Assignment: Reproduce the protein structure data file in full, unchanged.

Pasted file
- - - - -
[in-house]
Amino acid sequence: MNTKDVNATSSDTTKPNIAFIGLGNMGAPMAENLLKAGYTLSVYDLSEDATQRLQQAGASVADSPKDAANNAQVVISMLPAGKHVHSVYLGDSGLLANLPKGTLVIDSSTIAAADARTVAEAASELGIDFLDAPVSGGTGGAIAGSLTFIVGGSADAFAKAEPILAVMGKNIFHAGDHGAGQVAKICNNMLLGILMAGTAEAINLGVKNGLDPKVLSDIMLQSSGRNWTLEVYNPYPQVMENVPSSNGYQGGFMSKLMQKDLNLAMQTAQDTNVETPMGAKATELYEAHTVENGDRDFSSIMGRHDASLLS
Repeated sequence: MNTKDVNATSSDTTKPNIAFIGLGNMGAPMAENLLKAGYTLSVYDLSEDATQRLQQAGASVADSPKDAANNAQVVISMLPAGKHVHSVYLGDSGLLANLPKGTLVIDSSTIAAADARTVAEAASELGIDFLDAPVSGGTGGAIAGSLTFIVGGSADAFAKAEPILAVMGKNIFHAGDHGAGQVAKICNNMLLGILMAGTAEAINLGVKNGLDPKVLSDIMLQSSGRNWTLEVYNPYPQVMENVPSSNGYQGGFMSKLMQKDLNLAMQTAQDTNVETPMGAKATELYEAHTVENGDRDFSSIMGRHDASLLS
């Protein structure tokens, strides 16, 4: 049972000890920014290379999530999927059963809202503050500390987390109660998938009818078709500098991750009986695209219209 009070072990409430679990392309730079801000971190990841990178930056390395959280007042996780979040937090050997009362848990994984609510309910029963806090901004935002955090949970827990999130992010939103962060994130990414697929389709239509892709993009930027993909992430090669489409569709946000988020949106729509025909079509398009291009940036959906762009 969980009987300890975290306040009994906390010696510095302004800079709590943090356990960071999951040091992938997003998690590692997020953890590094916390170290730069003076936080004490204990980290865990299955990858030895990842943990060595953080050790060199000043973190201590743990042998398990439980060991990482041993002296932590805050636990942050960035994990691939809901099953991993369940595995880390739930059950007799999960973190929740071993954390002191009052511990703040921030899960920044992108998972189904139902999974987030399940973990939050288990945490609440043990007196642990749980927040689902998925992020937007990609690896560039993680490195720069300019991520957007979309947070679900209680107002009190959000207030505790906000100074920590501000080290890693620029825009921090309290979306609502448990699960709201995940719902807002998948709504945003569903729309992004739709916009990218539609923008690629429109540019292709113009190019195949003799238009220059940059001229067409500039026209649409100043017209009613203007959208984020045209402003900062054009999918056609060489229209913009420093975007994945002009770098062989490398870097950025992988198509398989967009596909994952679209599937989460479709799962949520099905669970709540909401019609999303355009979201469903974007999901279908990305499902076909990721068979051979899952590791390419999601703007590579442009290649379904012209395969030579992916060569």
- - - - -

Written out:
[in-house]
Amino acid sequence: MNTKDVNATSSDTTKPNIAFIGLGNMGAPMAENLLKAGYTLSVYDLSEDATQRLQQAGASVADSPKDAANNAQVVISMLPAGKHVHSVYLGDSGLLANLPKGTLVIDSSTIAAADARTVAEAASELGIDFLDAPVSGGTGGAIAGSLTFIVGGSADAFAKAEPILAVMGKNIFHAGDHGAGQVAKICNNMLLGILMAGTAEAINLGVKNGLDPKVLSDIMLQSSGRNWTLEVYNPYPQVMENVPSSNGYQGGFMSKLMQKDLNLAMQTAQDTNVETPMGAKATELYEAHTVENGDRDFSSIMGRHDASLLS
Repeated sequence: MNTKDVNATSSDTTKPNIAFIGLGNMGAPMAENLLKAGYTLSVYDLSEDATQRLQQAGASVADSPKDAANNAQVVISMLPAGKHVHSVYLGDSGLLANLPKGTLVIDSSTIAAADARTVAEAASELGIDFLDAPVSGGTGGAIAGSLTFIVGGSADAFAKAEPILAVMGKNIFHAGDHGAGQVAKICNNMLLGILMAGTAEAINLGVKNGLDPKVLSDIMLQSSGRNWTLEVYNPYPQVMENVPSSNGYQGGFMSKLMQKDLNLAMQTAQDTNVETPMGAKATELYEAHTVENGDRDFSSIMGRHDASLLS
């Protein structure tokens, strides 16, 4: 049972000890920014290379999530999927059963809202503050500390987390109660998938009818078709500098991750009986695209219209 009070072990409430679990392309730079801000971190990841990178930056390395959280007042996780979040937090050997009362848990994984609510309910029963806090901004935002955090949970827990999130992010939103962060994130990414697929389709239509892709993009930027993909992430090669489409569709946000988020949106729509025909079509398009291009940036959906762009 969980009987300890975290306040009994906390010696510095302004800079709590943090356990960071999951040091992938997003998690590692997020953890590094916390170290730069003076936080004490204990980290865990299955990858030895990842943990060595953080050790060199000043973190201590743990042998398990439980060991990482041993002296932590805050636990942050960035994990691939809901099953991993369940595995880390739930059950007799999960973190929740071993954390002191009052511990703040921030899960920044992108998972189904139902999974987030399940973990939050288990945490609440043990007196642990749980927040689902998925992020937007990609690896560039993680490195720069300019991520957007979309947070679900209680107002009190959000207030505790906000100074920590501000080290890693620029825009921090309290979306609502448990699960709201995940719902807002998948709504945003569903729309992004739709916009990218539609923008690629429109540019292709113009190019195949003799238009220059940059001229067409500039026209649409100043017209009613203007959208984020045209402003900062054009999918056609060489229209913009420093975007994945002009770098062989490398870097950025992988198509398989967009596909994952679209599937989460479709799962949520099905669970709540909401019609999303355009979201469903974007999901279908990305499902076909990721068979051979899952590791390419999601703007590579442009290649379904012209395969030579992916060569």